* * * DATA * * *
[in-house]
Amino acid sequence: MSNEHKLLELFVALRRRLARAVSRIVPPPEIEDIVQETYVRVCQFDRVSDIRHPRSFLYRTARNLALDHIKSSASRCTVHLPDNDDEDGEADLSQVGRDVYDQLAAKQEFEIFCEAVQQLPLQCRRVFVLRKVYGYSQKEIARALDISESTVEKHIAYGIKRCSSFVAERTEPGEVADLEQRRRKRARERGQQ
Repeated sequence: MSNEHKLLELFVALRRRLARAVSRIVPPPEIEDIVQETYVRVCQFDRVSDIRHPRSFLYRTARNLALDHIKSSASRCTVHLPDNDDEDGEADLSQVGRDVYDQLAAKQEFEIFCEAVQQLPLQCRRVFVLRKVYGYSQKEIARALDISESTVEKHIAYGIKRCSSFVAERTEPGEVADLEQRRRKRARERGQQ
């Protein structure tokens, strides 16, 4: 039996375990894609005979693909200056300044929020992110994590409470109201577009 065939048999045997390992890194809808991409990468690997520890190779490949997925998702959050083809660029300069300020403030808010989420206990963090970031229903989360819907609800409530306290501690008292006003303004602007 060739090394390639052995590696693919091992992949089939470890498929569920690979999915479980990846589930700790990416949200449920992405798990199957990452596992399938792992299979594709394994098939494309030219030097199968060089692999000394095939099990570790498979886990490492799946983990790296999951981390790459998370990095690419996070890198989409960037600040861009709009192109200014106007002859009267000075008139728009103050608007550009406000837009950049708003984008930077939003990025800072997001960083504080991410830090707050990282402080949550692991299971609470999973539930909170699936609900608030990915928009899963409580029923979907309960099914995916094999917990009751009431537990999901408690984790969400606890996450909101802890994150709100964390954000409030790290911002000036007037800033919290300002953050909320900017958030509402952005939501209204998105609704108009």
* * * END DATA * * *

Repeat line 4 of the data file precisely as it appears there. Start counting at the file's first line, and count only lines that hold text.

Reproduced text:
């Protein structure tokens, strides 16, 4: 039996375990894609005979693909200056300044929020992110994590409470109201577009 065939048999045997390992890194809808991409990468690997520890190779490949997925998702959050083809660029300069300020403030808010989420206990963090970031229903989360819907609800409530306290501690008292006003303004602007 060739090394390639052995590696693919091992992949089939470890498929569920690979999915479980990846589930700790990416949200449920992405798990199957990452596992399938792992299979594709394994098939494309030219030097199968060089692999000394095939099990570790498979886990490492799946983990790296999951981390790459998370990095690419996070890198989409960037600040861009709009192109200014106007002859009267000075008139728009103050608007550009406000837009950049708003984008930077939003990025800072997001960083504080991410830090707050990282402080949550692991299971609470999973539930909170699936609900608030990915928009899963409580029923979907309960099914995916094999917990009751009431537990999901408690984790969400606890996450909101802890994150709100964390954000409030790290911002000036007037800033919290300002953050909320900017958030509402952005939501209204998105609704108009």